Symphony Preview Redux: Stand-up routine
Yesterday I looked at the way Handel's "Messiah" (which Matthew Halls and the St. Louis Symphony are performing December 7-9) started out as an Easter tradition and morphed over time to a Christmas staple. Now I'd like to take a look at an even more puzzling question: Why does everyone stand during the "Hallelujah" chorus that concludes Part 2?
If you've been a classical music lover long enough, you have no doubt heard the story of how King George the II stood when he first heard it at the London premiere in March of 1743, and how everybody else followed suit because, hey, he was the king. It's a great story with only one little flaw: there's no evidence that George II ever attended a performance of "Messiah" at all.
The story appears to come, not from a contemporary account, but (according to Matthew Guerrieri in a 2009 article for the Boston Globe) from a secondhand description in a letter written by James Beattie 37 years later. The story is almost certainly apocryphal, and a classic example of how urban legends originate.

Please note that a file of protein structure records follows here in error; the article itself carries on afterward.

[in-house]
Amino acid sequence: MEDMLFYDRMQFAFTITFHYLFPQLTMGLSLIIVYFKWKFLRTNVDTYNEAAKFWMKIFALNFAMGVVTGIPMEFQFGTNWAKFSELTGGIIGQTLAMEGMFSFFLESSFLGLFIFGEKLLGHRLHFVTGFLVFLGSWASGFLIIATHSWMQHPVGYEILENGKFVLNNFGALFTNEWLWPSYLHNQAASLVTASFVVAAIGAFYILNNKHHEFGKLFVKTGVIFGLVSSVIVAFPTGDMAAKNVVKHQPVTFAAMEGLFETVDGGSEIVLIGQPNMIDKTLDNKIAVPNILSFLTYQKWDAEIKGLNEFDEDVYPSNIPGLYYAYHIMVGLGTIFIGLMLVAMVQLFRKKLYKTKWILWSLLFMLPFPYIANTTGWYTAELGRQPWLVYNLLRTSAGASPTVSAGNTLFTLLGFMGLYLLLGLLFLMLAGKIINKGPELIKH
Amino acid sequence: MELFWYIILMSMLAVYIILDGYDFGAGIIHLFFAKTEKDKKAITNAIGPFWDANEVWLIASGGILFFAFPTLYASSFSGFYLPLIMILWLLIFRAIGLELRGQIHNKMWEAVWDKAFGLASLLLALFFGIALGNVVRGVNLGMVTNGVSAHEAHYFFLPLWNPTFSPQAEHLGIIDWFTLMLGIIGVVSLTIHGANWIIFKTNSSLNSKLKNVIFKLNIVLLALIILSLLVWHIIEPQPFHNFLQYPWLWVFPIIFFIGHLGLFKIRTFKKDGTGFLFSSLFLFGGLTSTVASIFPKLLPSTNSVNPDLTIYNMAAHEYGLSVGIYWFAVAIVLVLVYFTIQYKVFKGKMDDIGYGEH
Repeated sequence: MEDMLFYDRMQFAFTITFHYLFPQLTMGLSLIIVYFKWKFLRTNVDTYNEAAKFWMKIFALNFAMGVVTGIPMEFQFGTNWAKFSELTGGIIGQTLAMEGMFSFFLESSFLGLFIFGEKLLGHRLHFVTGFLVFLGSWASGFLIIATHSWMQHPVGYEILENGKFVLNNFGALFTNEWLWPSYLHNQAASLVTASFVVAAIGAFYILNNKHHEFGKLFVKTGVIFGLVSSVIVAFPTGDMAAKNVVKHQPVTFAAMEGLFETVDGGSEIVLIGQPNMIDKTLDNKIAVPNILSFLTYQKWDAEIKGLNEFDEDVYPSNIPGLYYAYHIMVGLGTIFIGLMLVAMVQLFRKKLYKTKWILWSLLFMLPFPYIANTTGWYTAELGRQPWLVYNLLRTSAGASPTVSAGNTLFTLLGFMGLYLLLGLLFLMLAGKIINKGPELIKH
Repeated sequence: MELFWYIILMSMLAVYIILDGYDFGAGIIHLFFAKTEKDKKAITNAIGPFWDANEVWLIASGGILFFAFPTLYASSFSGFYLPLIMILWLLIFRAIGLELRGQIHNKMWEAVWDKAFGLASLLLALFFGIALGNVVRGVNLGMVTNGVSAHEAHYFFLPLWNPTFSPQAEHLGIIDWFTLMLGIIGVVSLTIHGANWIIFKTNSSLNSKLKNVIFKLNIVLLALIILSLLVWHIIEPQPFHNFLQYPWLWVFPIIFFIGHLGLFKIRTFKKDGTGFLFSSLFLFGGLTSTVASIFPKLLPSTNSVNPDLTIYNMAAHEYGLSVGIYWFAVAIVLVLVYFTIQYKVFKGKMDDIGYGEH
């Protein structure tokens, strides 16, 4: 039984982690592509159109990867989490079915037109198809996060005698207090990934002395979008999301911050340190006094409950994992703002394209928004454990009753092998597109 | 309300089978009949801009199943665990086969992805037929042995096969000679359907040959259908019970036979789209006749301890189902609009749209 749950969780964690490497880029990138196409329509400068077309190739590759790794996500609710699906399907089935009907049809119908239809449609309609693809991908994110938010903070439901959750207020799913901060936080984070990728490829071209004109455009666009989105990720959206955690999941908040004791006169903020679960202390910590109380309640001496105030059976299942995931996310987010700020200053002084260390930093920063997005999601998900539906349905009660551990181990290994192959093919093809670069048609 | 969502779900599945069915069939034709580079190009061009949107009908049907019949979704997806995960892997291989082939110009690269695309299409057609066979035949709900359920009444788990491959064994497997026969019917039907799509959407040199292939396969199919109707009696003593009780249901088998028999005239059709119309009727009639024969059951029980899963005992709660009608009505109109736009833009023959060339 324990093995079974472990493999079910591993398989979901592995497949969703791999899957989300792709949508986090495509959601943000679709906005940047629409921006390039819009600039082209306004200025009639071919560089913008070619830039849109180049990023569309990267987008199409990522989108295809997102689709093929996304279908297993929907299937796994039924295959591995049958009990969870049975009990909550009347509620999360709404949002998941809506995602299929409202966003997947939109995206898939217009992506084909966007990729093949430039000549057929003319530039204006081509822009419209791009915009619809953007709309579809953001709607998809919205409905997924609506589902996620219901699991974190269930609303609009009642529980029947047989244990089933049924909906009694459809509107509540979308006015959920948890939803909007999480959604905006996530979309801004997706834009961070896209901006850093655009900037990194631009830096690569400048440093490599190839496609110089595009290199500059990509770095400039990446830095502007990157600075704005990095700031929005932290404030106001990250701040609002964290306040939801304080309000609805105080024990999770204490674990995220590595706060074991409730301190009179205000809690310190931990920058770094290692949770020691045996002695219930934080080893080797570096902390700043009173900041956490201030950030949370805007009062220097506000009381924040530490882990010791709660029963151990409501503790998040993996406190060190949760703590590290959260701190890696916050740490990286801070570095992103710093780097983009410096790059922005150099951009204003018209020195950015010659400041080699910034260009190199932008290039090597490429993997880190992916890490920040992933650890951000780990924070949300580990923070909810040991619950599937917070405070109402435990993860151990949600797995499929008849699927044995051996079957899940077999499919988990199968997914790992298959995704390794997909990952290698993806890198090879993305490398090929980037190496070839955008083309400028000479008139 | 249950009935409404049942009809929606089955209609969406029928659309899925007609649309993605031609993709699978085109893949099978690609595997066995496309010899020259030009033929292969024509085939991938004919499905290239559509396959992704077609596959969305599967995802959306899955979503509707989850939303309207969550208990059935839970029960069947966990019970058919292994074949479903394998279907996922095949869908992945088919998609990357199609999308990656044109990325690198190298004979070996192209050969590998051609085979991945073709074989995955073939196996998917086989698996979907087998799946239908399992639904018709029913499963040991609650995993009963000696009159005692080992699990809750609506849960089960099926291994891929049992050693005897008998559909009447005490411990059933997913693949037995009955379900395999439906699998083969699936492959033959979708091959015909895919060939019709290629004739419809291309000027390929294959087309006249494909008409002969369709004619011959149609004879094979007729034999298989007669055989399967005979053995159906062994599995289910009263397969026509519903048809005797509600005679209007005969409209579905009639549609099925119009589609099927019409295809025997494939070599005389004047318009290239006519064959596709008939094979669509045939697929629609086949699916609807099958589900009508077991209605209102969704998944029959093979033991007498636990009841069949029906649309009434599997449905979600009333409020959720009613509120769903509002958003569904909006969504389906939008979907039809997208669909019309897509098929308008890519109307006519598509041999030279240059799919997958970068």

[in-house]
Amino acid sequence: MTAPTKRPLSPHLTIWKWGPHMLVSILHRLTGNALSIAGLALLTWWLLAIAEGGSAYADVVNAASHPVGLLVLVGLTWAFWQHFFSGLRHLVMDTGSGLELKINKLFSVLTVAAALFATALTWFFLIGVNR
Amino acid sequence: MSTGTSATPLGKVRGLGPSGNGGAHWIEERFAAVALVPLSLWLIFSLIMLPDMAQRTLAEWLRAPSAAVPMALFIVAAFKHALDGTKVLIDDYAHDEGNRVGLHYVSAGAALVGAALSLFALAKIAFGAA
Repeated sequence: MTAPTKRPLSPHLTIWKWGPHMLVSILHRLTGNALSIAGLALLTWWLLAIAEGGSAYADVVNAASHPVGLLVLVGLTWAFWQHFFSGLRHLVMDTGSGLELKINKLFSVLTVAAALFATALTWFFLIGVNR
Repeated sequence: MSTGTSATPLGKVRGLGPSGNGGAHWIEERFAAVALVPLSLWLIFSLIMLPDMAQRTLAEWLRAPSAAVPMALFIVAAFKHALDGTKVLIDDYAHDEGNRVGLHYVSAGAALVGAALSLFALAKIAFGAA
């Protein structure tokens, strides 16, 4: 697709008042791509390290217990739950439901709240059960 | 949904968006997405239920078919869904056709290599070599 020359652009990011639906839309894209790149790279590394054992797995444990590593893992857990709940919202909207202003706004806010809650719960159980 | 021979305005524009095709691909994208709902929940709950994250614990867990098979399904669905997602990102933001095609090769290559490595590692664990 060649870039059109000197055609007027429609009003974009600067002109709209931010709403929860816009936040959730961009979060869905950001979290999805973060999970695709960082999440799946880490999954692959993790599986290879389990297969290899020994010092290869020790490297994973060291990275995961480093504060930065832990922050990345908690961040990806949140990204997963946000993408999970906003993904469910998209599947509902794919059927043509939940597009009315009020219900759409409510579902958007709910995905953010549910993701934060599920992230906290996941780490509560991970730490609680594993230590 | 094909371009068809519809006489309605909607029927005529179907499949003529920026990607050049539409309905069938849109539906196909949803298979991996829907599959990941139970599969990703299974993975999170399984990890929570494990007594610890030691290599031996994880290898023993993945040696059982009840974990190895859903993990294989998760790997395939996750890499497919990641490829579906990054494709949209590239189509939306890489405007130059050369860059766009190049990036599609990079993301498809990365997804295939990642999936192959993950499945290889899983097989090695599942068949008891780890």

The tradition appears to go back a long way, though. When George Harris attended a "Messiah" performance in 1750 he observed that "[a]t some of the chorus's the company stood up," suggesting that the custom extended beyond just the "Hallelujah." Six years later, another account mentions the audience standing for "grand choruses." In his video series on "Messiah" Andrew Megill, Music Director of Masterwork Chorus, describes a letter written by a woman who attended a "Messiah" in Handel's time complaining of audience members who weren't standing during the appropriate choruses--suggesting that the practice was already fairly well established.
The bottom line, though, is that nobody really seems to know where the custom originated or, for that matter, why so many of us are still doing it. Maybe early audiences were so swept away by the power of some of the choruses they stood up spontaneously and the custom simply caught on. Like the Christmas performance tradition, it seems to be a meme that just won't die.
For anyone attending "Messiah" for the first time, it must seem just another example of the sometimes baffling and contradictory rules of etiquette that go with classical music concerts. But that's a whole different subject.
The Essentials: Matthew Halls conducts the St. Louis Symphony Orchestra and Chorus Friday and Saturday at 8 pm and Sunday at 3 pm, December 7-9 in Handel's "Messiah". Soloists are soprano Karina Gauvin, mezzo-soprano Krisztina Szabó, tenor Nicholas Phan, and baritone William Berger. Performances take place at Powell Hall in Grand Center.